Cell culture or tissue culture is the process by which cells are grown under controlled conditions, generally outside of their natural environment. The term "tissue culture" was coined by American pathologist Montrose Thomas Burrows. This technique is also called micropropagation. After the cells of interest have been isolated from living tissue, they can subsequently be maintained under carefully controlled conditions the need to be kept at body temperature (37 °C) in an incubator. These conditions vary for each cell type, but generally consist of a suitable vessel with a substrate or rich medium that supplies the essential nutrients (amino acids, carbohydrates, vitamins, minerals), growth factors, hormones, and gases ( CO2, O2), and regulates the physio-chemical environment ( pH buffer, osmotic pressure, temperature). Most cells require a surface or an artificial substrate to form an adherent culture as a monolayer (one single-cell thick), whereas others can be gr ...
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Polyp (zoology)
A polyp in zoology is one of two forms found in the phylum Cnidaria, the other being the medusa. Polyps are roughly cylindrical in shape and elongated at the axis of the vase-shaped body. In solitary polyps, the aboral (opposite to oral) end is attached to the substrate by means of a disc-like holdfast called a pedal disc, while in colonies of polyps it is connected to other polyps, either directly or indirectly. The oral end contains the mouth, and is surrounded by a circlet of tentacles. Classes In the class Anthozoa, comprising the sea anemones and corals, the individual is always a polyp; in the class Hydrozoa, however, the individual may be either a polyp or a medusa, with most species undergoing a life cycle with both a polyp stage and a medusa stage. In class Scyphozoa, the medusa stage is dominant, and the polyp stage may or may not be present, depending on the family. In those scyphozoans that have the larval planula metamorphose into a polyp, the po ...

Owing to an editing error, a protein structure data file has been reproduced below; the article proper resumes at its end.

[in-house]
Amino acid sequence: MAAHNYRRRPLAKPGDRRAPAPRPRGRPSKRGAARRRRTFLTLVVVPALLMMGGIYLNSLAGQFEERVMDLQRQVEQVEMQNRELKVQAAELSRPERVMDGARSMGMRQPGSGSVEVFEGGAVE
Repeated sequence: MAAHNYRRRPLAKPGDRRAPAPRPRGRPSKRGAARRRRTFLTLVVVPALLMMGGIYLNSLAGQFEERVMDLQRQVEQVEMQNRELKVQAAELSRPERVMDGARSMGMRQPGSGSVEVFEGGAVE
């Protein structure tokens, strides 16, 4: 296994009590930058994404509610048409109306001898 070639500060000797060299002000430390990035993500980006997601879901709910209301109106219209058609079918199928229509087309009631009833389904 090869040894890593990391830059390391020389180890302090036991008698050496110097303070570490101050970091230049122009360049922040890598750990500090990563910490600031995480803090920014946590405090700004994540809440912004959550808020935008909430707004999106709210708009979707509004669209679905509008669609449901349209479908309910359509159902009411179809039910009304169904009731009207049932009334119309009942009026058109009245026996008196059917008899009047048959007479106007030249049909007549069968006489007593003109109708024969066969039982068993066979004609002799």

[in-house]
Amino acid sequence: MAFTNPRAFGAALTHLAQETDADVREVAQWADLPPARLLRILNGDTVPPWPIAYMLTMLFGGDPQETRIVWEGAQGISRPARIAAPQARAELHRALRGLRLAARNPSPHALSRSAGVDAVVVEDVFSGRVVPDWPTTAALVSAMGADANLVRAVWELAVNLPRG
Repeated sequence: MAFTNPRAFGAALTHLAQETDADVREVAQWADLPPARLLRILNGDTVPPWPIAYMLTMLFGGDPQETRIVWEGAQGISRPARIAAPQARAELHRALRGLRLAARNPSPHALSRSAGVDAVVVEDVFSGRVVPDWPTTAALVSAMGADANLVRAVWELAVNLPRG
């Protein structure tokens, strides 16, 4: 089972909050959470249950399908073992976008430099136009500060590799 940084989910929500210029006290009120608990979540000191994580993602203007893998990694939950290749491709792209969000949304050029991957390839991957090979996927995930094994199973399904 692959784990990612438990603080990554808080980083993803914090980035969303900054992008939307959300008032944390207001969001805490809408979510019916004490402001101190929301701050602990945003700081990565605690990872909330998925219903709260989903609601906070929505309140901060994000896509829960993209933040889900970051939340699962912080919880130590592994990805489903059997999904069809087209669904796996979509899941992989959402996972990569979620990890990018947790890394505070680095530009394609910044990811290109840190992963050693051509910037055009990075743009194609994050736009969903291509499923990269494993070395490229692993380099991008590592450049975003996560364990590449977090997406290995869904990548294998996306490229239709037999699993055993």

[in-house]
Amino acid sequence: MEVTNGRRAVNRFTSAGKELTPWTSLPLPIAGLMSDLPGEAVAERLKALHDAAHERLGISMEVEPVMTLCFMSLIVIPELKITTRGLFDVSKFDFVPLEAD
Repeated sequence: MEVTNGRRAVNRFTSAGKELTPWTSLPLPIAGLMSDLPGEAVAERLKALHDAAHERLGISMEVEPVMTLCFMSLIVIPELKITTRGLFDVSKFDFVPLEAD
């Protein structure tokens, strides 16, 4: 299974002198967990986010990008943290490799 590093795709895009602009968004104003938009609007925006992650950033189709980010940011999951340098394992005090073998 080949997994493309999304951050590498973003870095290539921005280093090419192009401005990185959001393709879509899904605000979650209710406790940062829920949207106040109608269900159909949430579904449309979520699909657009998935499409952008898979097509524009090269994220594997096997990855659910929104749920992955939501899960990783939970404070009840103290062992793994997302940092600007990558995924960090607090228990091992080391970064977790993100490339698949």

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Colchicine
Colchicine is a medication used to treat gout and Behçet's disease. In gout, it is less preferred to NSAIDs or steroids. Other uses for colchicine include the management of pericarditis and familial Mediterranean fever. Colchicine is taken by mouth. Colchicine has a narrow therapeutic index, so overdosing is a significant risk. Common side effects of colchicine include gastrointestinal upset, particularly at high doses. Severe side effects may include low blood cells and rhabdomyolysis, and the medication can be deadly in overdose. Whether colchicine is safe for use during pregnancy is unclear, but its use during breastfeeding appears to be safe. Colchicine works by decreasing inflammation via multiple mechanisms. Colchicine, in the form of the autumn crocus (''Colchicum autumnale''), has been used as early as 1500 BC to treat joint swelling. It was approved for medical use in the United States in 1961. It is available as a generic medication. In 2020, it was the 241st m ...
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Gametophyte
A gametophyte () is one of the two alternating multicellular phases in the life cycles of plants and algae. It is a haploid multicellular organism that develops from a haploid spore that has one set of chromosomes. The gametophyte is the sexual phase in the life cycle of plants and algae. It develops sex organs that produce gametes, haploid sex cells that participate in fertilization to form a diploid zygote which has a double set of chromosomes. Cell division of the zygote results in a new diploid multicellular organism, the second stage in the life cycle known as the sporophyte. The sporophyte can produce haploid spores by meiosis that on germination produce a new generation of gametophytes. Algae In some multicellular green algae (''Ulva lactuca'' is one example), red algae and brown algae, sporophytes and gametophytes may be externally indistinguishable (isomorphic). In ''Ulva'' the gametes are isogamous, all of one size, shape and general morphology. Land ...
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Oryzalin
Oryzalin is an herbicide of the dinitroaniline class. It acts through the disruption ( depolymerization) of microtubules, thus blocking anisotropic growth of plant cells. It can also be used to induce polyploid Polyploidy is a condition in which the cells of an organism have more than one pair of ( homologous) chromosomes. Most species whose cells have nuclei ( eukaryotes) are diploid, meaning they have two sets of chromosomes, where each set conta ...y in plants as an alternative to colchicine. References External links * Antiparasitic agents Nitrobenzenes Sulfonamides Preemergent herbicides Anilines Microtubule inhibitors {{Pharmacology-stub ...